DETROIT — Sailors who lost their lives in shipwrecks on the Great Lakes and Michigan waterways will be remembered at a historic church in downtown Detroit.
The annual Great Lakes Memorial service will be held at 3 p.m. Sunday and will be livestreamed from Mariners' Church along the Detroit River.
An estimated 30,000 deaths and roughly 6,000 shipwrecks have occurred on Lakes Superior, Michigan, Huron, Erie and Ontario. Thursday is the 47th anniversary of possibly the most notable wreck: the Nov. 10, 1975, sinking of the S.S. Edmund Fitzgerald.
The freighter was carrying a load of iron ore pellets to a Detroit steel mill when it plunged to the bottom of Lake Superior during a storm, 17 miles from Whitefish Point in Michigan's Upper Peninsula.
Singer and songwriter Gordon Lightfoot's "Wreck of the Edmund Fitzgerald" tells the tale of the sinking and the power of the massive inland lake.
In 1976, a year after the Edmund Fitzgerald was lost, a memorial service was held at Mariners' Church and included the ringing of the church's "Brotherhood" bell 29 times — one for each crewman aboard the freighter. Seven of those who died were from Northeast Ohio:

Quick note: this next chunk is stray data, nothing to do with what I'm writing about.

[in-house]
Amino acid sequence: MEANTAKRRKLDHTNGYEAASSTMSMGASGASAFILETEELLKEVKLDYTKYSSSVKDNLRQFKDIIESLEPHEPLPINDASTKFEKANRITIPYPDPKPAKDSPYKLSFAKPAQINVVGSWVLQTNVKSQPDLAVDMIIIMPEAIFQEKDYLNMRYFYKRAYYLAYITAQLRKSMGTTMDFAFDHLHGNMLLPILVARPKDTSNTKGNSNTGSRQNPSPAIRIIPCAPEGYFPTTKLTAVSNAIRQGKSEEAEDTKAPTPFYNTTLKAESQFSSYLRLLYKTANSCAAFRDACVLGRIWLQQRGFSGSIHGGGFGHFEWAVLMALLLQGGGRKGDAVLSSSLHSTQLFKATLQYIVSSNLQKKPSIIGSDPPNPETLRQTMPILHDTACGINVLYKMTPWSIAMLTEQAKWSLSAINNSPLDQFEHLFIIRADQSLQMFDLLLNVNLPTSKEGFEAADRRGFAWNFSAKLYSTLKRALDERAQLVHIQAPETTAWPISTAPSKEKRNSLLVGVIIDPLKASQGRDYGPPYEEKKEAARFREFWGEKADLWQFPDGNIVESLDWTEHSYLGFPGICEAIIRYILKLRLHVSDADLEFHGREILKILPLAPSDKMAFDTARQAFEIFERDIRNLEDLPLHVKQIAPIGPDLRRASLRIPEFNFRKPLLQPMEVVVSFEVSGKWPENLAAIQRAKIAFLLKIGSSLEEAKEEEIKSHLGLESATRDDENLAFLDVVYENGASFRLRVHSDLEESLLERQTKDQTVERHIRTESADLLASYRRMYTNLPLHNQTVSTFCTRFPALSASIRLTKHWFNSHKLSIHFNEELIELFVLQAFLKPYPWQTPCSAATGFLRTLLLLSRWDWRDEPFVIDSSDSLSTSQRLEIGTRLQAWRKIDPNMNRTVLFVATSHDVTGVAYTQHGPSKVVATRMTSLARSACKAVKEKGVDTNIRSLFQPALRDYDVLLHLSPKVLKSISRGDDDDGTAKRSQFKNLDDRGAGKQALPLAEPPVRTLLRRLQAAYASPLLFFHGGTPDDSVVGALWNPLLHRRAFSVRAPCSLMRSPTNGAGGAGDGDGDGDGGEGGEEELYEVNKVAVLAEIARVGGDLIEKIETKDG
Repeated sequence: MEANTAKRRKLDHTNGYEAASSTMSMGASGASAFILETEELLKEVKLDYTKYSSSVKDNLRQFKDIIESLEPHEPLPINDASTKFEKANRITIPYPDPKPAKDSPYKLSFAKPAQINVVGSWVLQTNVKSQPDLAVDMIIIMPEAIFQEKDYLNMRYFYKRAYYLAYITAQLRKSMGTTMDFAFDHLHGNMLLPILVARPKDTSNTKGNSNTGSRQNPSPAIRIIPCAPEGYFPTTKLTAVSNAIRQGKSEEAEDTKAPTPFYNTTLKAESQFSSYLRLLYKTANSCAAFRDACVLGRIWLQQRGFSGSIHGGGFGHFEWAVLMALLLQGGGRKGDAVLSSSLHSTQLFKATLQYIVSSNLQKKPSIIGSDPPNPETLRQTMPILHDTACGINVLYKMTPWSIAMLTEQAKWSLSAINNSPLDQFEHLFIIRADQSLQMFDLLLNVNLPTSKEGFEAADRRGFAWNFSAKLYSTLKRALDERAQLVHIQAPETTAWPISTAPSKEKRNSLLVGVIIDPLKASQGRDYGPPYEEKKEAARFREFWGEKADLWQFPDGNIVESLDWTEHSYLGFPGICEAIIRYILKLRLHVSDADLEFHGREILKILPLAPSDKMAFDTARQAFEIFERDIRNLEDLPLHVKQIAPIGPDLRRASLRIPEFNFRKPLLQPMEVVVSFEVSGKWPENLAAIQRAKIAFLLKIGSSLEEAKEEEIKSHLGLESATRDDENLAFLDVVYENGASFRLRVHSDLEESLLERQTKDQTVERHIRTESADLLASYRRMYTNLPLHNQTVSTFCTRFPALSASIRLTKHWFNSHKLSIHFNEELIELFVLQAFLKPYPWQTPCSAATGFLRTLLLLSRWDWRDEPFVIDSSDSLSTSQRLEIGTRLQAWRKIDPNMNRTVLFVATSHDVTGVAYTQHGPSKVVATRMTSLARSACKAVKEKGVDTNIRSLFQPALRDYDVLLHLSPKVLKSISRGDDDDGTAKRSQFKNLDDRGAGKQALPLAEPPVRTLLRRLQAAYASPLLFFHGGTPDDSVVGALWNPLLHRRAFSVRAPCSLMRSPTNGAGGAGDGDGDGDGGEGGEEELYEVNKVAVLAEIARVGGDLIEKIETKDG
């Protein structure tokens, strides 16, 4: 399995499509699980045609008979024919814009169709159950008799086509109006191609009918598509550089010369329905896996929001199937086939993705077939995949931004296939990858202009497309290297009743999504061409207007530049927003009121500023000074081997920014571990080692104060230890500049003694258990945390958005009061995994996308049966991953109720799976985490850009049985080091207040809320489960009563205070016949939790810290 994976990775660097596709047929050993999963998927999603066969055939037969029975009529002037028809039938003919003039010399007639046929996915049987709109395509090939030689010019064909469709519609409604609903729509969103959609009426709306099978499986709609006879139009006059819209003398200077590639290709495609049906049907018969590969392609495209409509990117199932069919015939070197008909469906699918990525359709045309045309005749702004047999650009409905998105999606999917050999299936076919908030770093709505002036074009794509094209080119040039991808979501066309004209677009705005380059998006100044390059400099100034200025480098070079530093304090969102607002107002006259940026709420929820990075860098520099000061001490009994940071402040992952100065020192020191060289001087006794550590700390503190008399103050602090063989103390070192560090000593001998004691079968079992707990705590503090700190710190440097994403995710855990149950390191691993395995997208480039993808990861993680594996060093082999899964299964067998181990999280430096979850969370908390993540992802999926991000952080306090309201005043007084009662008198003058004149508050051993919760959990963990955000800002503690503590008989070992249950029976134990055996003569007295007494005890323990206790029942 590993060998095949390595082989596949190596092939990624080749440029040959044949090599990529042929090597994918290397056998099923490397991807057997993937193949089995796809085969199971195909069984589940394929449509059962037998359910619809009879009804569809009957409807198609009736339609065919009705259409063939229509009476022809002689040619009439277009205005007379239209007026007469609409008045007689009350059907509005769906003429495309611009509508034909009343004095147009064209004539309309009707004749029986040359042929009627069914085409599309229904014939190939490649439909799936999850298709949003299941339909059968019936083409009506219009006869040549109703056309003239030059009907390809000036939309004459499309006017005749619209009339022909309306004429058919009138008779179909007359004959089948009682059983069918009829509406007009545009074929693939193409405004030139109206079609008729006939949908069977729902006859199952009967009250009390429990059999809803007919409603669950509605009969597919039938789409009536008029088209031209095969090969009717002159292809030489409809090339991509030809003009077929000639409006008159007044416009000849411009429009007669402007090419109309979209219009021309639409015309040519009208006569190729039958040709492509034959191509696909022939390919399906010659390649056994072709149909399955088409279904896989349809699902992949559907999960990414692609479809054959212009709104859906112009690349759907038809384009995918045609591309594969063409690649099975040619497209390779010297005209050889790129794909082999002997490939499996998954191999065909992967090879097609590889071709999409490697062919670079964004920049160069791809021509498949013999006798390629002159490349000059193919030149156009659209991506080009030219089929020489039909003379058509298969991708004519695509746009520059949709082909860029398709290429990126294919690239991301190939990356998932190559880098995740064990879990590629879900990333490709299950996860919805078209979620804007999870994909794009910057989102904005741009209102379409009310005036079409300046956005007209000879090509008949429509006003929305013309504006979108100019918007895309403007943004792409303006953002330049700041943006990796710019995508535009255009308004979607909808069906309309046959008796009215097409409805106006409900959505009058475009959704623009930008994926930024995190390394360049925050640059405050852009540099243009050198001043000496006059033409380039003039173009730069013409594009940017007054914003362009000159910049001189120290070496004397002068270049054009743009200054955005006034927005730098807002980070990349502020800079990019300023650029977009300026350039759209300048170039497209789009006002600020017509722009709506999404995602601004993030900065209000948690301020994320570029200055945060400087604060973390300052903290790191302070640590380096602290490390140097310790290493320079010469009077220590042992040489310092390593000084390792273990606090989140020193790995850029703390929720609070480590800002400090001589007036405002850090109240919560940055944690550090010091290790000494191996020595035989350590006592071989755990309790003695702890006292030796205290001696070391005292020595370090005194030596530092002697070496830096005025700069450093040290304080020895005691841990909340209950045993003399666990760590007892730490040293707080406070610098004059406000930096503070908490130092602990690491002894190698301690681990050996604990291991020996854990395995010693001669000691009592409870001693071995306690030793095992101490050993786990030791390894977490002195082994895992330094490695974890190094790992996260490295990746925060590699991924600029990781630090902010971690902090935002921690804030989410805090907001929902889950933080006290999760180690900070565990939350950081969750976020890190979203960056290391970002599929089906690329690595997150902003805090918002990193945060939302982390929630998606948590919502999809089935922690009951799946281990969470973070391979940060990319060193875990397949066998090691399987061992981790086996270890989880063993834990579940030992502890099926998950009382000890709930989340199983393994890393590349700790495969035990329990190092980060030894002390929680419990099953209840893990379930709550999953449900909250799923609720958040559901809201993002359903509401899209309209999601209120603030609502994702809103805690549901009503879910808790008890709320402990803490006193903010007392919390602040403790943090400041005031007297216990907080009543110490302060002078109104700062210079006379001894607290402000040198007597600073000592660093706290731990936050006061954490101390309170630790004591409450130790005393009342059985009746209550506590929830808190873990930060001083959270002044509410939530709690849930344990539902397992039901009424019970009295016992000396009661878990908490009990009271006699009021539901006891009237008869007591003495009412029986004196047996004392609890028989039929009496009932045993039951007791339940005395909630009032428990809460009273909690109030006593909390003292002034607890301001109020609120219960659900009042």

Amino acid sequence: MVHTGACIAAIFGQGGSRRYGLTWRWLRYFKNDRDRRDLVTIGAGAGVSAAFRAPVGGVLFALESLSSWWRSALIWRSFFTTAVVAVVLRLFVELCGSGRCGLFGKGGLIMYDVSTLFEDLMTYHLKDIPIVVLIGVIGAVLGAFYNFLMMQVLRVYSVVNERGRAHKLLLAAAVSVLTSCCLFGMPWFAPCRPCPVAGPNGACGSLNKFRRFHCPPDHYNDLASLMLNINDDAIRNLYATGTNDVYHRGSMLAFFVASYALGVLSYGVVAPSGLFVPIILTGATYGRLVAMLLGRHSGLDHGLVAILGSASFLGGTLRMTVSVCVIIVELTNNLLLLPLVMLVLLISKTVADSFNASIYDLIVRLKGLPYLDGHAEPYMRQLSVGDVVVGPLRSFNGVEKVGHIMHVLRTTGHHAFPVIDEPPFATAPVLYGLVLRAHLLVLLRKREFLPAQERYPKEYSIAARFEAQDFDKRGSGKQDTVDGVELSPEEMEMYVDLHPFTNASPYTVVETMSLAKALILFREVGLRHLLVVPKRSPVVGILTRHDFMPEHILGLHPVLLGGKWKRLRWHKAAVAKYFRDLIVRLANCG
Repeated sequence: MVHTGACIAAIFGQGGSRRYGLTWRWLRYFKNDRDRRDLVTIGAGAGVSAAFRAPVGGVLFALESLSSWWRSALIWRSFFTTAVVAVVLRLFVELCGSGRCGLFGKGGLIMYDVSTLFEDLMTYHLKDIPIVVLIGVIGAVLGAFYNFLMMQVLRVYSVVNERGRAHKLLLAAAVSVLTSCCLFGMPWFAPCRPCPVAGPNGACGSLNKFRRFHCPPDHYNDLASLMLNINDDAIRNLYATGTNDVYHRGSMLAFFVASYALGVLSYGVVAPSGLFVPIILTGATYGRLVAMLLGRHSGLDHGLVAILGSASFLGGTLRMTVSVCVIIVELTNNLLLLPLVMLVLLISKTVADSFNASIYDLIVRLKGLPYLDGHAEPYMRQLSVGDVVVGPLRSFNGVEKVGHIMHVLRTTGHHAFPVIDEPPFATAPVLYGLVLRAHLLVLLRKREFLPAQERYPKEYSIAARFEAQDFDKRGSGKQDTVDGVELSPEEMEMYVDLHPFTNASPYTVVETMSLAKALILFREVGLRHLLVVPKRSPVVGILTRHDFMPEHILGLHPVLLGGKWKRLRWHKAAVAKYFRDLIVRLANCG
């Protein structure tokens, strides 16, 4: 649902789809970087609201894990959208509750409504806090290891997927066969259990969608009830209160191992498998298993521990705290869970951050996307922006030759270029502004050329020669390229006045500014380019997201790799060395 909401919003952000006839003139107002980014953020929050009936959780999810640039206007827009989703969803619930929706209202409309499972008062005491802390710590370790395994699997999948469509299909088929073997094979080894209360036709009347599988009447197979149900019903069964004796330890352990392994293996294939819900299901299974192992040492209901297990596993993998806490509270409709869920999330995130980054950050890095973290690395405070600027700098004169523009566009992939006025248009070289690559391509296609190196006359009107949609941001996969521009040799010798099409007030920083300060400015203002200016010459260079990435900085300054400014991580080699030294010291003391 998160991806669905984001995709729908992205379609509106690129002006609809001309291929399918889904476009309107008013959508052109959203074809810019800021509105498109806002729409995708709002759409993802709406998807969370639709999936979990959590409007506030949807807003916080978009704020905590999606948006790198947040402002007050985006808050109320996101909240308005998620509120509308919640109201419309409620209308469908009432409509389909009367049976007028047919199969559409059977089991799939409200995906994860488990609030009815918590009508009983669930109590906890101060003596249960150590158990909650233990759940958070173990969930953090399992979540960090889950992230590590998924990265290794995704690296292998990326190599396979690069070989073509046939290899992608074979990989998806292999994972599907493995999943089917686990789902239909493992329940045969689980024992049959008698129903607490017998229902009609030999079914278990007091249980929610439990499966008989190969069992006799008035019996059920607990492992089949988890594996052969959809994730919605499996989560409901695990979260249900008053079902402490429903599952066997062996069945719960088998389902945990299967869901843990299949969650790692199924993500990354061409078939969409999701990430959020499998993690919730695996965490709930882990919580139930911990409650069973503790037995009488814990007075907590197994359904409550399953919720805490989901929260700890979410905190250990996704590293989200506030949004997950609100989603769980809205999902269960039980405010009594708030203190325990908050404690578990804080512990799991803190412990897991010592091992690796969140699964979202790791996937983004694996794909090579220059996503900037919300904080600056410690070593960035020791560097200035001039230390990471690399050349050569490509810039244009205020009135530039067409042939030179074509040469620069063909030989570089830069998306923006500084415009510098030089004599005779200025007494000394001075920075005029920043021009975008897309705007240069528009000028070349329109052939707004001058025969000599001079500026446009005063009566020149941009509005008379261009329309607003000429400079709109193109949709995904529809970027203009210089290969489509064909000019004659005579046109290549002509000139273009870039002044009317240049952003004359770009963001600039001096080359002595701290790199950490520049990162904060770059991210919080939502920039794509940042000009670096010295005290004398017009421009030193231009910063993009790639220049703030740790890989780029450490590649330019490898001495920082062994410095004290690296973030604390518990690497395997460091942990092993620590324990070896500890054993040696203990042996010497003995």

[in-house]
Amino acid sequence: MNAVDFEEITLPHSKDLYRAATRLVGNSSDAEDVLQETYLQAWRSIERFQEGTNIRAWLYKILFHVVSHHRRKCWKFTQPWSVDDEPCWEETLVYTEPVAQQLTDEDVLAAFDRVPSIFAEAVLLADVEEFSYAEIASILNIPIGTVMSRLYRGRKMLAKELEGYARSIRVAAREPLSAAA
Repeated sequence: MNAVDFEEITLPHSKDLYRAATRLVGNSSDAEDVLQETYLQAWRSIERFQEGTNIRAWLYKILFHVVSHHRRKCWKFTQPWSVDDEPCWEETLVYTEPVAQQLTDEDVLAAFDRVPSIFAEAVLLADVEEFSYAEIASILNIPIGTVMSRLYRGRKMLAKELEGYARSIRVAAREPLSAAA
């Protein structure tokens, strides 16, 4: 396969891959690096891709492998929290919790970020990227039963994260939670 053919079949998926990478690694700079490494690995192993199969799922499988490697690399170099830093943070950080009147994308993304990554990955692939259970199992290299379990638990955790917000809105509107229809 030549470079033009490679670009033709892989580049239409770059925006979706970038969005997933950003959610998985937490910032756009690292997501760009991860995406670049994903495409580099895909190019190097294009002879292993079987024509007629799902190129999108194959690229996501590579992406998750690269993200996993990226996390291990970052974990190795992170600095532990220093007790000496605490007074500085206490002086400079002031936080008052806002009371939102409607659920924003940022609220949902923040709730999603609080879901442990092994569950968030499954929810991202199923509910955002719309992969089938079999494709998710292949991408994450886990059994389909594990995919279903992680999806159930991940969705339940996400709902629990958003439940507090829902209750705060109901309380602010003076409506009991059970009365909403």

- First Assistant Engineer Edward Bindon - Fairport Harbor
- Deck hand Bruce Hudson - North Olmsted
- First Mate John McCarthy - Bay Village
- Watchman Karl Peckol - Ashtabula
- Second Mate James Pratt - Lakewood
- Deck hand Paul Riippa - Ashtabula
- Deck hand Mark Thomas - Richmond Heights
"The Great Lakes represent a rich bounty for the entire country, and especially for those of us fortunate enough to live by their shores," said the Rev. Jeffrey Hubbard, pastor of Mariners' Church of Detroit. "But they can become treacherous and unpredictable."
"Six thousand shipwrecks, and more we aren't even aware of yet, and the 30,000 lives lost in them are all the proof we need of that," Hubbard said. "That's why we take the time each year to reflect on those lives and to pray that there will be no more wrecks and no more deaths on the lakes in the future."
Mariners' Church was founded in 1842 as a place of prayer and reflection for sailors. It now is listed in the National Register of Historic Places.